For me, photography has mainly been a mix of luck, compulsion, and serendipitous light.
Picking up knowledge from night courses and my personal work has helped me collaborate better with commercial photographers, but also have a healthy understanding of the gulf between my skills and those of the top professionals especially in constructed scenes. But this year I've had a quick challenging dip into that world, to help out an agency and an excellent cause.
Nightstop is an initiative by the charity DePaul UK, that provides emergency overnight accommodation in 30 locations around the UK for young homeless people who are facing the night on the streets, or sleeping in unsafe places.
DePaul's ad agency, 11London, who I’d only just met to show off my portfolio the previous week, asked if I could shoot the images for the latest Nightstop social media campaign:
(me) “Um, you mean art direct it with a commercial photographer?”
(agency) “No we have an art director; we need someone [affordable] with a good eye and a sense of humanity behind the camera.”
I could understand the situation. As an agency you always want to make your work look top-end. But when it’s a charity client with a typical shoestring budget and the images will mostly be seen a few hundred pixels wide, wedged between status updates and cat videos, it’s hard to justify all the bells and whistles and Hasselblads that come with a ‘proper’ photo shoot.
For these bleak suburban compositions in the dark of night, I knew I’d need some sort of lighting. Flash photography isn’t my forté, but drawing on my video experience, renting a good LED light panel, backed up by my own small lights, made all the difference.
Working with 11London’s art director Dave Hobbs was a pleasure (and an interesting experience being on the other side of the art-director/photographer relationship), and allowed me to concentrate on the gear and the compositions while he wrangled the shivering teenage actors and many scene iterations against a finite few hours of the evening.
As you see here the actual ads had to be a far tighter crop for the headline to be readable. But with the low light a prime lens was a must, and the combination of my fastest lens being only 35mm and the annoying necessity of having to be on the other side of the road to not get run over by a bus, I had to capture a much wider scene than seemingly needed. While that's useful from an art direction perspective to have plenty of flexibility for cropping, I quite like how the full images have a chiascuro, Edward Hopper-like potential.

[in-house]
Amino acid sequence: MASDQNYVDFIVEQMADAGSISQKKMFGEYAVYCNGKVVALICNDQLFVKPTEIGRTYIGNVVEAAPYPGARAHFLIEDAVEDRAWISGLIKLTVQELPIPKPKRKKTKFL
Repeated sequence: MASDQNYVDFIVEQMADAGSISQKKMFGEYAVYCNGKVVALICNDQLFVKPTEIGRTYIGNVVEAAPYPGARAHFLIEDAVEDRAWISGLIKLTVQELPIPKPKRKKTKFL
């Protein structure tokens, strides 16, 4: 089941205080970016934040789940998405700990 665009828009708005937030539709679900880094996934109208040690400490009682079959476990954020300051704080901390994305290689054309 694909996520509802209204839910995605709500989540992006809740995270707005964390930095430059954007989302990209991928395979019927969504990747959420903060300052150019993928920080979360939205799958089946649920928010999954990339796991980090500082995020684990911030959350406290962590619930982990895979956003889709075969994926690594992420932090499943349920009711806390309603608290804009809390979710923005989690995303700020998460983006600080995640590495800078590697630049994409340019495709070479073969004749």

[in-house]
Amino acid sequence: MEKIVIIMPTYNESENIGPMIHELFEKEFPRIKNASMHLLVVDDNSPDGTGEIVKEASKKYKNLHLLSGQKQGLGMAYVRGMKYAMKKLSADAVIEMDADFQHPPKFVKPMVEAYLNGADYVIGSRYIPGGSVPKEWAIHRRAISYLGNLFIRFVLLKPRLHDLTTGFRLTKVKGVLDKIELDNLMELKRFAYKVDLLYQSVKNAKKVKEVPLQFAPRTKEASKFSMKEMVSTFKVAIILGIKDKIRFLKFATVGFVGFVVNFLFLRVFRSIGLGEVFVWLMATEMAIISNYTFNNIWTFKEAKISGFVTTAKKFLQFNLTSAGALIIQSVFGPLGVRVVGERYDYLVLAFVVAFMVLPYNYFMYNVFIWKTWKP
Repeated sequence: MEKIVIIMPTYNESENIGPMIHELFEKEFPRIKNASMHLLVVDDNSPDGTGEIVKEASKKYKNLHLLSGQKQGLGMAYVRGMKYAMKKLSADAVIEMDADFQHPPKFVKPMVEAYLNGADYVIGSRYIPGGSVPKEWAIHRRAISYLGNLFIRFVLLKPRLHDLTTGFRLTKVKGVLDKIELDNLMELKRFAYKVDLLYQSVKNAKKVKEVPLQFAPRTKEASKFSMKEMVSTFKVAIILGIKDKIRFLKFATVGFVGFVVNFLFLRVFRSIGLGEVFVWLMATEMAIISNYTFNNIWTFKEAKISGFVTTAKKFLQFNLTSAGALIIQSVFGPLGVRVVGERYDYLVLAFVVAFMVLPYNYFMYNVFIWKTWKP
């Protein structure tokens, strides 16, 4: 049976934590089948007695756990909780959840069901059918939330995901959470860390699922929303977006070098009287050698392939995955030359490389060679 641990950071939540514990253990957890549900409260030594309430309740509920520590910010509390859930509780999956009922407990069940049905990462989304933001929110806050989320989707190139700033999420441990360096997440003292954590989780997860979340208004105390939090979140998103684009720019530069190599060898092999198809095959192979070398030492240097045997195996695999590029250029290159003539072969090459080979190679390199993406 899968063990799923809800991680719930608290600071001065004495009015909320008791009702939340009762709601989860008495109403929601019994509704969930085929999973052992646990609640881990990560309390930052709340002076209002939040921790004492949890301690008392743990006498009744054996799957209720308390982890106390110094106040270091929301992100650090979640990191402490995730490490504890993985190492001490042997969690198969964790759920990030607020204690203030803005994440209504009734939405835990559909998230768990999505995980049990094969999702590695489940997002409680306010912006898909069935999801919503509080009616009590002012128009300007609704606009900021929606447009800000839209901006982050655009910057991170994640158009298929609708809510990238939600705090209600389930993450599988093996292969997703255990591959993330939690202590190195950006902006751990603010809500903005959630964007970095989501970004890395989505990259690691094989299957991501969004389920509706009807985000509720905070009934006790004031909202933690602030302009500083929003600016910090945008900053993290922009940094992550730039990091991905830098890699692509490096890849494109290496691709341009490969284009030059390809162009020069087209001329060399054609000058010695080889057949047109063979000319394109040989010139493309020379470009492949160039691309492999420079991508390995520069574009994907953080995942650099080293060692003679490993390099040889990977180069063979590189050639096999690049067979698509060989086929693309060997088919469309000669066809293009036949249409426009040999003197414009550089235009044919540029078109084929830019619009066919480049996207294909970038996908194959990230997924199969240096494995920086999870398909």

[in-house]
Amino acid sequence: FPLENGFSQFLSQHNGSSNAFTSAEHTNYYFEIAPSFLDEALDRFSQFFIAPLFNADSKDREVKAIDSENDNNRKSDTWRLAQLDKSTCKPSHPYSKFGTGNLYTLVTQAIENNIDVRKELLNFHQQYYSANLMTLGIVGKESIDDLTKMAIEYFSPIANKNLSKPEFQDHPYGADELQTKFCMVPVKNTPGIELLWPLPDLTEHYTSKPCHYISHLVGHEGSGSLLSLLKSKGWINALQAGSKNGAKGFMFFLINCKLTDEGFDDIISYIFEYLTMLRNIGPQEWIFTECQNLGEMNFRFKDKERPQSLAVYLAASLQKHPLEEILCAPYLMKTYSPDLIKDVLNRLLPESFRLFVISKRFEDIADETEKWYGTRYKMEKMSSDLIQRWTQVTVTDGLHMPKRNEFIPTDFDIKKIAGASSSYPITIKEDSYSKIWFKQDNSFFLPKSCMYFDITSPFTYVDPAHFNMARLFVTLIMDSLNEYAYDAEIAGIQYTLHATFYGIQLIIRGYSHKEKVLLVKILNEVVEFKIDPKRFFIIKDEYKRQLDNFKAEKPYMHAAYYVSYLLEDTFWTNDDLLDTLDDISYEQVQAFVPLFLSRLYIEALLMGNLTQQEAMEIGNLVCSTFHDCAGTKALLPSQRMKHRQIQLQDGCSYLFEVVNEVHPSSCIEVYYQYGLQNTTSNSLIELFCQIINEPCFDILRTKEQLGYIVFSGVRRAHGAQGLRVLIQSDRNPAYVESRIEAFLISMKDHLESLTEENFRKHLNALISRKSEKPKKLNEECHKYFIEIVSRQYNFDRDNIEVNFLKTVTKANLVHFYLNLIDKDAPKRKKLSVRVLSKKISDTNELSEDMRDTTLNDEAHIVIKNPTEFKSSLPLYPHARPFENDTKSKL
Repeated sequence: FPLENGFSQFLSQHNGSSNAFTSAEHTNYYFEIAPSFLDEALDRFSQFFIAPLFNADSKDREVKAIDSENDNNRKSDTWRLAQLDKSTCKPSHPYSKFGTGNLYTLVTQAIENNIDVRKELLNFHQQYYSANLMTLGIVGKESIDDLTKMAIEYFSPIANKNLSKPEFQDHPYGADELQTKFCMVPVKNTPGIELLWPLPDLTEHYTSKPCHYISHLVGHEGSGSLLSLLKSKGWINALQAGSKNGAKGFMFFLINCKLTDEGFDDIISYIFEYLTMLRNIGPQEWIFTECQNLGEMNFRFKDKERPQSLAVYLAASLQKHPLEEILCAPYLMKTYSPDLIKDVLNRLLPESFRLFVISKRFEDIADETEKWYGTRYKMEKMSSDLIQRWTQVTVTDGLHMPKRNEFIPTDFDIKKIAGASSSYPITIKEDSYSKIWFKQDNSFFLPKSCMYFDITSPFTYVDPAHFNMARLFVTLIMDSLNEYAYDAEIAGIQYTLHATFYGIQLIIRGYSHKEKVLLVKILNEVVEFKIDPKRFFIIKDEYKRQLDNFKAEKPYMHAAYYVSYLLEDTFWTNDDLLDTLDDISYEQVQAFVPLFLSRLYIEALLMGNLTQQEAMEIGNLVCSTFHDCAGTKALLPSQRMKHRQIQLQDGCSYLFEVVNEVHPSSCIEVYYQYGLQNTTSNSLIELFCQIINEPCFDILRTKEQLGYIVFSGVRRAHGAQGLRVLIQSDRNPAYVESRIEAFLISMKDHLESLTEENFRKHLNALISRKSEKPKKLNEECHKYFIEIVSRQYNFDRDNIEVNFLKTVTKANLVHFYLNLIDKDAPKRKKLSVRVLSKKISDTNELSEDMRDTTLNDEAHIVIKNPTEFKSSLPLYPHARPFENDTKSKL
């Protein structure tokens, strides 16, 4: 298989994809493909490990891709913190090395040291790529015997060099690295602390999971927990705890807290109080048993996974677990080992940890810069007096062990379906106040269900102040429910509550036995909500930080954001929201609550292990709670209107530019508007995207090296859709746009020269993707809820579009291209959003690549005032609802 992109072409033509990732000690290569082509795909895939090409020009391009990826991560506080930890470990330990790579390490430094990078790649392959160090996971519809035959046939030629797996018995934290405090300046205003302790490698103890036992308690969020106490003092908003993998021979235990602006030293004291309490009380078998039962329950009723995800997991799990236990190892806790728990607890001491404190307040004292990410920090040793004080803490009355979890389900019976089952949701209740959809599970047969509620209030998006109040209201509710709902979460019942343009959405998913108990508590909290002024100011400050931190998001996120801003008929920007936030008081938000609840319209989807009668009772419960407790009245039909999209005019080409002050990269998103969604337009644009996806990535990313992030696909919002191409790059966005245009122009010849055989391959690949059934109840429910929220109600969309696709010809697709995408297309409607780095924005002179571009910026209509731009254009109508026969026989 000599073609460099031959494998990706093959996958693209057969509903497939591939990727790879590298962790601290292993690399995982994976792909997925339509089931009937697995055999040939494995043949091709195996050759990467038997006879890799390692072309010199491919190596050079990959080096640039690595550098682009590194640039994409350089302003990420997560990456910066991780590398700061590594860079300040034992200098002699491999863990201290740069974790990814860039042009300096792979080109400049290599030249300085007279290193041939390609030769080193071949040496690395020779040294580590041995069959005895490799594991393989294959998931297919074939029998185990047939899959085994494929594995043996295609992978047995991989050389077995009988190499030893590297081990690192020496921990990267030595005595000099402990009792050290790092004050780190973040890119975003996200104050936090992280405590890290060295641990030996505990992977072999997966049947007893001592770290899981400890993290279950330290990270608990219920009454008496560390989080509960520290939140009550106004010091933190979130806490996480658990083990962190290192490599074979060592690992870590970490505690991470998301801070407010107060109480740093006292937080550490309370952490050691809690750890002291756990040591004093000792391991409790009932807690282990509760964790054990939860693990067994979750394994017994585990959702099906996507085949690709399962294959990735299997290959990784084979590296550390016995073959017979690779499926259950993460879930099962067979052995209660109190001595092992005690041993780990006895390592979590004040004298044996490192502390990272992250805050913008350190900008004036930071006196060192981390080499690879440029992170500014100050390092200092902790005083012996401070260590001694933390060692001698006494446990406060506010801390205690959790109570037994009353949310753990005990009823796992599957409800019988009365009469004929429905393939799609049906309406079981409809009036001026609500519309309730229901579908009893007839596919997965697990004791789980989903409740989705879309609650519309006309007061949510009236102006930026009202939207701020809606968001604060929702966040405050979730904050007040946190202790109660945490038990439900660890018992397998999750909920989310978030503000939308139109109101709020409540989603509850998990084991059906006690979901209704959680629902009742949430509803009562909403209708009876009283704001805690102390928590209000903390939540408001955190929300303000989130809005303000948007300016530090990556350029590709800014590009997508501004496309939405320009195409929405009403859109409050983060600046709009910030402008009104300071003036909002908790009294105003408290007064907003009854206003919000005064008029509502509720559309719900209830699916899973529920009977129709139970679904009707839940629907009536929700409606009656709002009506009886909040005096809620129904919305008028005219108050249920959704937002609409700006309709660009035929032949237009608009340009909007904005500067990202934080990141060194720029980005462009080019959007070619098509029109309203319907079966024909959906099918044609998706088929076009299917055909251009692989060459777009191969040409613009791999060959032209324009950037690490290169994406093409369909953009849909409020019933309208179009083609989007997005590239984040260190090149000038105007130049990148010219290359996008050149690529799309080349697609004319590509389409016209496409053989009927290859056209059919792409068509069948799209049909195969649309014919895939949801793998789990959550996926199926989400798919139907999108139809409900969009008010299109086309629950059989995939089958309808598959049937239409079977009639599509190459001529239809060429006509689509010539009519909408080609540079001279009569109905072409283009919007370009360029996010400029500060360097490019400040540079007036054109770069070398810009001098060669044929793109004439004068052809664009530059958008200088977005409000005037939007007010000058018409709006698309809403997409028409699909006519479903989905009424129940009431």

There wasn’t budget for pro retouching, and Dave’s priority was the crop for the ads, so I’ve had a play at bringing the best out of two of the shots, purely as pieces of photography. It’s tricky getting night-time to look plausible, yet moody. Even these carefully tweaked versions can look subtly detailed, or bluntly jet-black, depending on the ambient light they're viewed in and the angle of the screen.
The teenage actors weren’t professionals but with Dave's direction they did a great job, so I took a few moments to grab their performances with a longer lens. I also love the fun, painterly sort of feel of this random mid-shoot moment.
In retrospect there are lots of things I’d do differently and some elements I just don’t have the retouching expertise to fix, but for my first night shoot, I’m pretty damn pleased.
Kit and settings
EOS 5D MkII shooting RAW / Sigma Art Series 35mm f1.4 / Manfrotto 055 tripod with 3-way head / ISO 640 / f2.2 @ 1/30 sec (more or less) / F&V K4000S 1 ft square LED panel / Neewer CN-160 LED camera top-light / Sony CLM-V55 video monitor